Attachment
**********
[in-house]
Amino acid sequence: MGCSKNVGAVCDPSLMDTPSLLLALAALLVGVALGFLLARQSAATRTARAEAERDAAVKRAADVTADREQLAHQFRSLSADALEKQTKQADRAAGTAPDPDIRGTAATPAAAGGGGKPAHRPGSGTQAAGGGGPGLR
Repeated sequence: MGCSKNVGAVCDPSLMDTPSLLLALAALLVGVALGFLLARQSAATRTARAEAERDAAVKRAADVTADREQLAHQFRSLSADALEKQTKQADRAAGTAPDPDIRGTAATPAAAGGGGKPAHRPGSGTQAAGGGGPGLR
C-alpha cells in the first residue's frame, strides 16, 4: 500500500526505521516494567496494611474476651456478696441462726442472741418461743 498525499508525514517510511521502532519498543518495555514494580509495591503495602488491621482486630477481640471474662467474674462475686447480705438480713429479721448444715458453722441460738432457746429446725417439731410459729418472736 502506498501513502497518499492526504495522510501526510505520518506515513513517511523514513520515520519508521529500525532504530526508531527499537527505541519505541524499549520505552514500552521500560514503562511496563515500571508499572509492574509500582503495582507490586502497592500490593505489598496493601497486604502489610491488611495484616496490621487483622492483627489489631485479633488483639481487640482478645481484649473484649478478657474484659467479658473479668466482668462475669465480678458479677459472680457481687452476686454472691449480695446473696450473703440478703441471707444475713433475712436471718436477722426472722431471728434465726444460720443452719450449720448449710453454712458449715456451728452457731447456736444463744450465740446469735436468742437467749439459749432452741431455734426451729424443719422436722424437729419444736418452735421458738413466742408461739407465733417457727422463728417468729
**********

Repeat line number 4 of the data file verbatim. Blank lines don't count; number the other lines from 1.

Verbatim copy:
C-alpha cells in the first residue's frame, strides 16, 4: 500500500526505521516494567496494611474476651456478696441462726442472741418461743 498525499508525514517510511521502532519498543518495555514494580509495591503495602488491621482486630477481640471474662467474674462475686447480705438480713429479721448444715458453722441460738432457746429446725417439731410459729418472736 502506498501513502497518499492526504495522510501526510505520518506515513513517511523514513520515520519508521529500525532504530526508531527499537527505541519505541524499549520505552514500552521500560514503562511496563515500571508499572509492574509500582503495582507490586502497592500490593505489598496493601497486604502489610491488611495484616496490621487483622492483627489489631485479633488483639481487640482478645481484649473484649478478657474484659467479658473479668466482668462475669465480678458479677459472680457481687452476686454472691449480695446473696450473703440478703441471707444475713433475712436471718436477722426472722431471728434465726444460720443452719450449720448449710453454712458449715456451728452457731447456736444463744450465740446469735436468742437467749439459749432452741431455734426451729424443719422436722424437729419444736418452735421458738413466742408461739407465733417457727422463728417468729